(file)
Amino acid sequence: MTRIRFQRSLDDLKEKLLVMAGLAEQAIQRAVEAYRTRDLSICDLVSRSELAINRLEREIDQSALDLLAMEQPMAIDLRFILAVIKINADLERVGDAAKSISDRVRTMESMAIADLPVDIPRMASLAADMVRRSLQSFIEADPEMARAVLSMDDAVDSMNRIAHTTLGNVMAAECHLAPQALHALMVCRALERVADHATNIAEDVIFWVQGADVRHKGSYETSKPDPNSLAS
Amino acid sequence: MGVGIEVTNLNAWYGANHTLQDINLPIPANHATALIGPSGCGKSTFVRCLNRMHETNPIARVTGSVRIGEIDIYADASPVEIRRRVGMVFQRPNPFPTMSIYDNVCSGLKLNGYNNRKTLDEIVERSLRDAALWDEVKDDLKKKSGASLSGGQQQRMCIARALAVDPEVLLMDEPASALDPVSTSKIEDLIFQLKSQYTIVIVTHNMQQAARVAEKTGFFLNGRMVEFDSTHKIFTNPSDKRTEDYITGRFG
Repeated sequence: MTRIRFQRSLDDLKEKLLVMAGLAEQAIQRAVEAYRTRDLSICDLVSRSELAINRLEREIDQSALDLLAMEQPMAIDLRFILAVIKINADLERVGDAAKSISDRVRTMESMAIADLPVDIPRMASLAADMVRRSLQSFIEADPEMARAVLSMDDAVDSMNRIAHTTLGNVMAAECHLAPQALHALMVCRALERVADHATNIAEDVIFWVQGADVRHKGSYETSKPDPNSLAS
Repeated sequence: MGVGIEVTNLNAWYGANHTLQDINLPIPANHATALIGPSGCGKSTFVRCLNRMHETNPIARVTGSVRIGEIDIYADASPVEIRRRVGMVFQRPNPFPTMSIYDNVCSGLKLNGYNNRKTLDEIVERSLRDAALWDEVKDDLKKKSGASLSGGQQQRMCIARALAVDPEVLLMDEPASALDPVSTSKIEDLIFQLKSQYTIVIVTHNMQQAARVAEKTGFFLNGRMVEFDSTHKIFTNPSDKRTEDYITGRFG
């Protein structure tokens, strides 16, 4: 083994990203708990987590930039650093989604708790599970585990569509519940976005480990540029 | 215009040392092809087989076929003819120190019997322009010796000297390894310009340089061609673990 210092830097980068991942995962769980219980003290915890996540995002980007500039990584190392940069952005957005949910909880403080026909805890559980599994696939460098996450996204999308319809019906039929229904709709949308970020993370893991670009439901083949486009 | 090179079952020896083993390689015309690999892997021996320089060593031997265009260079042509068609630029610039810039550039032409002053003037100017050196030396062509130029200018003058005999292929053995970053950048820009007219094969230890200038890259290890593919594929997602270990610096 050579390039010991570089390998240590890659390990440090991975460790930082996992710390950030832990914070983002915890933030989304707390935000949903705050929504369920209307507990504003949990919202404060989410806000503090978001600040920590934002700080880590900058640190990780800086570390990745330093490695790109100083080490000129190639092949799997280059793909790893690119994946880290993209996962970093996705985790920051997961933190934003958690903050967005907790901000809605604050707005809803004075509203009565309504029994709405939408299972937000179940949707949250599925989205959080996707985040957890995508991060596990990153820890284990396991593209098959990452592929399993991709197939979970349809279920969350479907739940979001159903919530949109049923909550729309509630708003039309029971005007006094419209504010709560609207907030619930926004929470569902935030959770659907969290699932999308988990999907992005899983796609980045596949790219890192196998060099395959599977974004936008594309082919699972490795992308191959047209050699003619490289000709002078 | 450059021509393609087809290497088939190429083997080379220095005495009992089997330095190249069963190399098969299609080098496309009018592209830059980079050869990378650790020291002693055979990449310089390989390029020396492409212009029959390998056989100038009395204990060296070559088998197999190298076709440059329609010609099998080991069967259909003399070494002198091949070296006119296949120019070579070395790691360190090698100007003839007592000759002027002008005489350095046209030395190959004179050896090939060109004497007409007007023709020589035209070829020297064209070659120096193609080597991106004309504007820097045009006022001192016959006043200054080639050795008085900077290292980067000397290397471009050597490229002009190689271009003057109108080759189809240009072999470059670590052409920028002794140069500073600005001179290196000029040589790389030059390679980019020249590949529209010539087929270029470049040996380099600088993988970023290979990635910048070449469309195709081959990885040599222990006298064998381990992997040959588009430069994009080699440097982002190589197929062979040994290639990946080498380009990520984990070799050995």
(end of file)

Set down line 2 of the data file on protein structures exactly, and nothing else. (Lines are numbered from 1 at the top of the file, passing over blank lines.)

Amino acid sequence: MGVGIEVTNLNAWYGANHTLQDINLPIPANHATALIGPSGCGKSTFVRCLNRMHETNPIARVTGSVRIGEIDIYADASPVEIRRRVGMVFQRPNPFPTMSIYDNVCSGLKLNGYNNRKTLDEIVERSLRDAALWDEVKDDLKKKSGASLSGGQQQRMCIARALAVDPEVLLMDEPASALDPVSTSKIEDLIFQLKSQYTIVIVTHNMQQAARVAEKTGFFLNGRMVEFDSTHKIFTNPSDKRTEDYITGRFG